Donor Human Milk
Human milk given by a donor to a human milk bank can be tested for bacterial load, pasteurised and provided for babies who are temporarily or permanently unable to receive their mother's milk, as recommended by NICE. This may be because of a maternal absolute contraindication to breastfeeding, such as bilateral mastectomy or ongoing cancer treatment, or because maternal supply is not enough to cover their baby or babies' needs. Human milk bank donors are screened for blood-borne viruses and can only be taking medications where no caution is advised relating to breastfeeding (stricter criteria than would be applied to a mother breastfeeding her own baby).
In the UK donated milk availability is extremely variable across the country. In some areas babies in the community, on postnatal wards and on neonatal units can access donated milk whereas in others only very preterm babies on neonatal units are given donor milk, and in many areas there is no availability at all.
The WHO recommends that donor milk should be used in preference to formula for low birthweight babies. The expansion of milk banking in Brazil shows that availability and cost barriers can be overcome if the political will is there.
The pasteurisation process reduces some of the immunological properties of human milk - for example around 30% reduction in IgA concentration and activity, considerable loss of lactoferrin, cytokines, growth factors, hormones and antioxidant capacity. Nutritional content is not generally affected, although the loss of lysozyme activity may affect fat absorption.
A recent randomised controlled trial has shown that the rate of any or severe necrotising enterocolitis is reduced with use of fortified donor milk group compared to preterm formula as a supplement to maternal milk when insufficient - Cochrane review reports relative risk of NEC of 1.6 in this context.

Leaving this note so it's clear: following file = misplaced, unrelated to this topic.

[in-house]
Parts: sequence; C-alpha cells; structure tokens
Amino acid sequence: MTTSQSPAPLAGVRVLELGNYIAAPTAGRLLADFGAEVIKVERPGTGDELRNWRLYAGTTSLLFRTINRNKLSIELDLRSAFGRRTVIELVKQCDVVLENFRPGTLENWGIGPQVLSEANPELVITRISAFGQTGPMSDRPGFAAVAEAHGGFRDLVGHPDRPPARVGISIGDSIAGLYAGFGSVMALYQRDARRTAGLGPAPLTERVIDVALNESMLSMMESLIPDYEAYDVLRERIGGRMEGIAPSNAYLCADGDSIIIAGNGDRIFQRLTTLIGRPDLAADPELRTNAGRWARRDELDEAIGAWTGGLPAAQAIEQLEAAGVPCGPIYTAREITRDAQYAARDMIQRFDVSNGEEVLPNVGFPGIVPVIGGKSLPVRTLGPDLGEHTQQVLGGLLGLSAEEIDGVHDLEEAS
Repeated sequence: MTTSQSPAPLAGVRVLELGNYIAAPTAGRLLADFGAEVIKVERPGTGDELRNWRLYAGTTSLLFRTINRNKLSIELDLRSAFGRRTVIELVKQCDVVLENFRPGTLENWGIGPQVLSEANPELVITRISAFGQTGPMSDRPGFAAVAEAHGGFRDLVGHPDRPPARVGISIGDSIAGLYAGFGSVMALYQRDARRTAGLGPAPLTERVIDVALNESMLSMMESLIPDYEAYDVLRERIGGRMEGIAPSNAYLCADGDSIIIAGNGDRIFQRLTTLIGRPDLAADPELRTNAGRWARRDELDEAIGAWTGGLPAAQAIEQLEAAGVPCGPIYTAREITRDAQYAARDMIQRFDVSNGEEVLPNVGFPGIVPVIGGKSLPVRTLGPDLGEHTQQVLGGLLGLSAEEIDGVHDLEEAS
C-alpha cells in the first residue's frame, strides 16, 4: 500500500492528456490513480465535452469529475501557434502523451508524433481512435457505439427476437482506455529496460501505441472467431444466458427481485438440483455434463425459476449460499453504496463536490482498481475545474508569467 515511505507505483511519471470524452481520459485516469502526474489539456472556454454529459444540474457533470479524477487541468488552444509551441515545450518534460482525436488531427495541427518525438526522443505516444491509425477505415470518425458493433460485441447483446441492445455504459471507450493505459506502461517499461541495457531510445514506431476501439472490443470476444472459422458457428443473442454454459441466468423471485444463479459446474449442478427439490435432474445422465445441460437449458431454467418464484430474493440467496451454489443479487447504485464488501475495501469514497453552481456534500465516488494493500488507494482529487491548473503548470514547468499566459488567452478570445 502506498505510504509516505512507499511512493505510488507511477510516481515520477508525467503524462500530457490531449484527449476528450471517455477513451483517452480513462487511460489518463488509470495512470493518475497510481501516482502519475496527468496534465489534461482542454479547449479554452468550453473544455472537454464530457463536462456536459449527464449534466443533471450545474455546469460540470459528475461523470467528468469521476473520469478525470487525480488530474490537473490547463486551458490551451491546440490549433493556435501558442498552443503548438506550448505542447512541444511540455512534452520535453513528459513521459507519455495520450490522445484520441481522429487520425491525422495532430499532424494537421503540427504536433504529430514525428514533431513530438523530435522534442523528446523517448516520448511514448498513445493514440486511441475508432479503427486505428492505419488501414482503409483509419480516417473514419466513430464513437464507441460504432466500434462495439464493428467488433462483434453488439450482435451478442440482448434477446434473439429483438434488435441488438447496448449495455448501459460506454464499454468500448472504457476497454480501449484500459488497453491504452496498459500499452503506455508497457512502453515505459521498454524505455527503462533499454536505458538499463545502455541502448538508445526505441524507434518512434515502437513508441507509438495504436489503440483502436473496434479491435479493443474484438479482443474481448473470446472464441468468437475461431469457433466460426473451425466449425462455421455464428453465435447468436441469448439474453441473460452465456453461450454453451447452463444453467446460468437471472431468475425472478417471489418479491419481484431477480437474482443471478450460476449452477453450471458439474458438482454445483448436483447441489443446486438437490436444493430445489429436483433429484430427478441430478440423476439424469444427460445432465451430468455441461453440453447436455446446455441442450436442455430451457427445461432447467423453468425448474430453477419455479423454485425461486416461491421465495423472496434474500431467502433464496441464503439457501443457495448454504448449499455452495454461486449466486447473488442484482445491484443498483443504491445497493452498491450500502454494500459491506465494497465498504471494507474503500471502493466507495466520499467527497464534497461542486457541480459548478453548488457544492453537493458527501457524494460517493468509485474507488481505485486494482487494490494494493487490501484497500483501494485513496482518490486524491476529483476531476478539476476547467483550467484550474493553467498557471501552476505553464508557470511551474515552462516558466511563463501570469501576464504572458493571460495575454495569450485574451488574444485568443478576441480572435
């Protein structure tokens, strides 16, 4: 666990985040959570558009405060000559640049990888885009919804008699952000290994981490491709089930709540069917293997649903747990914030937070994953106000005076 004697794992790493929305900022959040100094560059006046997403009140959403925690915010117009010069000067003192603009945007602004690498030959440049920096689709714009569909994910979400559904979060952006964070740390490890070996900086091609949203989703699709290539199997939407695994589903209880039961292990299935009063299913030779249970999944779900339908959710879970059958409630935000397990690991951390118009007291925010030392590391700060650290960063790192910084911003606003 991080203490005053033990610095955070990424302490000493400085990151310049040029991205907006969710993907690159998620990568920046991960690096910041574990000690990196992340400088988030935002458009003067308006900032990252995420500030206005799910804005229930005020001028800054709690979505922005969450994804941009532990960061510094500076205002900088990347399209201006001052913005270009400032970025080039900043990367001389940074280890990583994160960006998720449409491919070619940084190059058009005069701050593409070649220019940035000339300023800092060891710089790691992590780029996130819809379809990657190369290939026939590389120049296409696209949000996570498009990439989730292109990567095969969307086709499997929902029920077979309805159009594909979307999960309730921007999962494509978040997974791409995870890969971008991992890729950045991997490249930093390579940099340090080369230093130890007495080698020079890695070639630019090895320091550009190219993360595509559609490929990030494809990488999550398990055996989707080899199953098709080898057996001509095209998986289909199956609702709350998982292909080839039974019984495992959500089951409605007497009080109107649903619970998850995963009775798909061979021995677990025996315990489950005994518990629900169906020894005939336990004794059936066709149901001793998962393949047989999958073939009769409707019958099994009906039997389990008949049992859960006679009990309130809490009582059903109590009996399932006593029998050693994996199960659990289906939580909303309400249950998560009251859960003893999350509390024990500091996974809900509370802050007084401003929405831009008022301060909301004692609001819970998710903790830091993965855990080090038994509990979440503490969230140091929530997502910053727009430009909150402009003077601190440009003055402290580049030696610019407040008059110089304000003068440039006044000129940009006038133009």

Occasionally no maternal milk is available and in this setting randomised controlled trials of preterm formula versus donor milk as sole diet also showed an increased risk of invasive infection with preterm formula (relative risk 1.4). The Cochrane review reports that there is no difference in long term neurodevelopmental outcome between donor milk and preterm formula and that growth is higher in the formula group, but more recent RCT of appropriately fortified donor milk did not show a growth deficit.
There is little research on the use of donor human milk outside the context of prematurity, however preliminary work has shown normal growth patterns in a small number of babies drinking exclusive donor milk in the community via the Hearts Milk Bank (poster presentation 2019). One study also noted that mothers view donor milk differently to formula when used on the postnatal ward as a supplement - donor milk is seen as temporary whereas formula is seen as an ongoing plan, and donor milk is seen as 'healthier'.